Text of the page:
Mass. May Offer Cheaper Health Coverage To 'Mini' Businesses
The independent state agency that helps Massachusetts residents find health insurance is considering a new program that would offer cheaper health care to the state's smallest businesses.
The program would be targeted at the tiniest employers in Massachusetts: those with no more than five workers, including one-person operations.
Many of these small businesses are struggling with high health-care costs, and the state is holding a series of hearings with health insurance companies this month to investigate why small employers pay disproportionately high health insurance rates.
The proposed program would let so-called "mini" employers shop online for lower-cost health coverage through the Commonwealth Health Insurance Connector Authority, just as certain eligible individuals can now do. The Connector oversees Massachusetts health reform and offers a variety of subsidized and unsubsidized insurance plans.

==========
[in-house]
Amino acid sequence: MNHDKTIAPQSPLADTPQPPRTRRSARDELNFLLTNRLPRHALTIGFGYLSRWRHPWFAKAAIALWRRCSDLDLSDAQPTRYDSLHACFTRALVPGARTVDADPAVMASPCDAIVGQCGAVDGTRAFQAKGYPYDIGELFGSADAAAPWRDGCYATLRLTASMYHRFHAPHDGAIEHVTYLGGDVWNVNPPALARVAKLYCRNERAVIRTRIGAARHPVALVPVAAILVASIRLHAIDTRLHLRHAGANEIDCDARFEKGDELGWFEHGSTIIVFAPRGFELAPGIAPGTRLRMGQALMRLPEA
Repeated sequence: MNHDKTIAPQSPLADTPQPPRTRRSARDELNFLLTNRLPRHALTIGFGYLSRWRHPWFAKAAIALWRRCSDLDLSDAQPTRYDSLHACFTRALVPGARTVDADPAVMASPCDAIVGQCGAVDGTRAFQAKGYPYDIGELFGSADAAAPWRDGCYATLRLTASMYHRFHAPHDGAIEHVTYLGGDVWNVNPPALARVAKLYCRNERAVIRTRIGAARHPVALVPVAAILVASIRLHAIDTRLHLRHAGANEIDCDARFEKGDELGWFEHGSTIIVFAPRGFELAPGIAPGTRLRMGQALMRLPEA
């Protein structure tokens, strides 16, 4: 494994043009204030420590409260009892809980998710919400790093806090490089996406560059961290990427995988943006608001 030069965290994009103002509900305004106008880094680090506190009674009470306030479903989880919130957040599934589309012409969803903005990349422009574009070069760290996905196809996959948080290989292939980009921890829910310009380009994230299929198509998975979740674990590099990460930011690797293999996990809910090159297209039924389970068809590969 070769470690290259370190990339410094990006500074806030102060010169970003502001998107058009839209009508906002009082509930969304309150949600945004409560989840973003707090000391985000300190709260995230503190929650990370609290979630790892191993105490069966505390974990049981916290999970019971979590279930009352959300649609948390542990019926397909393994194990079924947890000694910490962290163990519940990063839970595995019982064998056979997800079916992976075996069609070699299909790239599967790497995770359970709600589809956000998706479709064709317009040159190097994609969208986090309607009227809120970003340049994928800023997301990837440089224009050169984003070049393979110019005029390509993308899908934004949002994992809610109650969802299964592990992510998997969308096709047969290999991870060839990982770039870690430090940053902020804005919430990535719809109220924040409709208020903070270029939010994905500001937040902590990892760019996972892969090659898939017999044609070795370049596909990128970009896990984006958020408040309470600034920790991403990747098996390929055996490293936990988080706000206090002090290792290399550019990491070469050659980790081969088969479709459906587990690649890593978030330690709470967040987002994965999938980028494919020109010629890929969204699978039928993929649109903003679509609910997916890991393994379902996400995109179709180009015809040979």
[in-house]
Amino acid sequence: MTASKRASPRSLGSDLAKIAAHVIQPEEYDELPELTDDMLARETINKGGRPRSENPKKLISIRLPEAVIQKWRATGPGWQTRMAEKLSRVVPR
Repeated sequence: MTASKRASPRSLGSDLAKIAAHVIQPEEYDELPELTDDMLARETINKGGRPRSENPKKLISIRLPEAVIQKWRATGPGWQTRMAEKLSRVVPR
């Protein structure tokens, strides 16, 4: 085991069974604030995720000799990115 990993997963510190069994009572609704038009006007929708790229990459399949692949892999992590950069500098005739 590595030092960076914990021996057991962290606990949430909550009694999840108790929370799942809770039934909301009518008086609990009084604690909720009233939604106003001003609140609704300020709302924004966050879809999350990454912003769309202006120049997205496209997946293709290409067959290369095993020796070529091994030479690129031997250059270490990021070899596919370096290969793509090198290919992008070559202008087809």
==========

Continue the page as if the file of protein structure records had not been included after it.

"Sometimes we call it the Travelocity of health insurance," said Rosemarie Day, the Connector's deputy director, referring to the agency's online program that lets individuals select from a choice of health coverage policies.
If the Connector's program for small businesses is approved, Day said, "a very small employer could essentially do that same thing: come onto our Web site, look for insurance and make a selection that they would then offer to their couple of other employees."
Day said the program could save small businesses money because it would have lower administrative costs, primarily due to its online nature, than other insurance providers.
She also said it would be "cheaper and simpler to understand" than other coverage options because it would offer only nine different insurance plans, not the approximately 180 now available to small businesses from other insurers.
According to the Connector, there are at least 40,000 "mini" businesses in Massachusetts that employ at least 150,000 people. The Connector board will review the proposal in coming weeks and could vote on it as early as next month.
This program aired on December 11, 2009. The audio for this program is not available.